Malaysia Dateline

COVID Economy: Understanding supply and demand shocks


IT has been more than 2 months since the 18th of March 2020, which was the start of the Movement Control Order (MCO) in Malaysia. The full extent of the negative economic impact domestically will not be known for a few months.

But as we approach the 9th of June, 2020, and hopefully, the lifting of the Conditional Movement Control Order (MCMO), the country needs to have a comprehensive and substantive plan on reviving the economy and adjusting to the ‘new normal’. To be able to plan effectively, we must first understand the unprecedented impact of the COVID19 virus on the domestic and global economy, in terms of supply and demand shocks.

Our understanding will shape the policy choices that are before us under a COVID Economy and how conventional economic and financial measures may work differently under a vastly changed economic structure. Without this understanding, we may run into the danger of adopting policy tools which are ineffective in a COVID economy,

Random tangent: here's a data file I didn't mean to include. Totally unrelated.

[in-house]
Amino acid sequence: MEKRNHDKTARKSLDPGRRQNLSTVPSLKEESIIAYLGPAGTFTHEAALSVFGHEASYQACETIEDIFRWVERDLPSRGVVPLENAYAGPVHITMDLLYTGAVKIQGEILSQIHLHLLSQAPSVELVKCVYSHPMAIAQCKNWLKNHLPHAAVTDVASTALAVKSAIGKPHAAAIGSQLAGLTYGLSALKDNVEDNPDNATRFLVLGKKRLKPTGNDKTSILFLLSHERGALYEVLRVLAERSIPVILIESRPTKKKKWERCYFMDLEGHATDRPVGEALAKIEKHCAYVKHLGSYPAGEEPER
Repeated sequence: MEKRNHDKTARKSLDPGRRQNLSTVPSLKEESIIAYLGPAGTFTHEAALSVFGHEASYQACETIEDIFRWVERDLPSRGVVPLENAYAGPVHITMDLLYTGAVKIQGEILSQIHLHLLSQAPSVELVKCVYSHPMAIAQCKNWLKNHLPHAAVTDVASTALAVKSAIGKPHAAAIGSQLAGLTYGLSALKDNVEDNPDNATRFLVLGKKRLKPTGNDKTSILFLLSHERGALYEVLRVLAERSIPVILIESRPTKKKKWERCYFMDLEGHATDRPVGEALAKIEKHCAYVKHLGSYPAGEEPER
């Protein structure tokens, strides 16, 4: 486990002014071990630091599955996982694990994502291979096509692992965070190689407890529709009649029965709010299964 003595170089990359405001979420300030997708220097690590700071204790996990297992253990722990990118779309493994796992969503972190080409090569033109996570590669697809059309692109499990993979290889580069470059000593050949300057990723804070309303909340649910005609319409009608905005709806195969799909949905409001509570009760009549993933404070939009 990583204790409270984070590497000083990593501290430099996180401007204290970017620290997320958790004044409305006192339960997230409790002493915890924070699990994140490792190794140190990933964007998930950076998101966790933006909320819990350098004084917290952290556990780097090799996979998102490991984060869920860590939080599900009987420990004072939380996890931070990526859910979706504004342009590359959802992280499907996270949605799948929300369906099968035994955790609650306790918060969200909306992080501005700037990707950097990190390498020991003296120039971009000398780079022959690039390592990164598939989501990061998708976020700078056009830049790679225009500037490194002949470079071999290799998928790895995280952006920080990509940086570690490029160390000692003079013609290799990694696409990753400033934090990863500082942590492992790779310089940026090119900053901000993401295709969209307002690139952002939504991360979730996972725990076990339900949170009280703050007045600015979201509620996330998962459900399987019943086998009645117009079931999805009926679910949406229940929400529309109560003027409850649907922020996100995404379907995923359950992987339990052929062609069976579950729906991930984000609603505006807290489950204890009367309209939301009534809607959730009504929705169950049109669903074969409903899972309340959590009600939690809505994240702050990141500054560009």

The COVID virus resulted in a severe negative supply shock to China’s economy. And it has now spread to the rest of the world. We have had negative supply shocks in the past. The oil crisis in 1973 resulted in a quadrupling of oil prices which then led to petrol shortages, increases to the cost of production and high inflation.

Natural disasters such as the tsunamis in the Indian Ocean in 2004 and the tsunami in Japan in 2001 which led to the Fukushima Daiichi nuclear disaster can also cause localised supple shocks.

The consequences of such negative supply shocks is a contraction of production, some destruction of production capacity and the disruption of the supply chain.

What’s different about the COVID supply shock this time?

Firstly, the nature of this supply shock is global in nature. Many countries had to shut down meaningful economic activity over the past few months. Most factories were closed as were almost all shopping malls, restaurants and other retail and service activity. International travel grounded to a standstill and so did tourism related activities.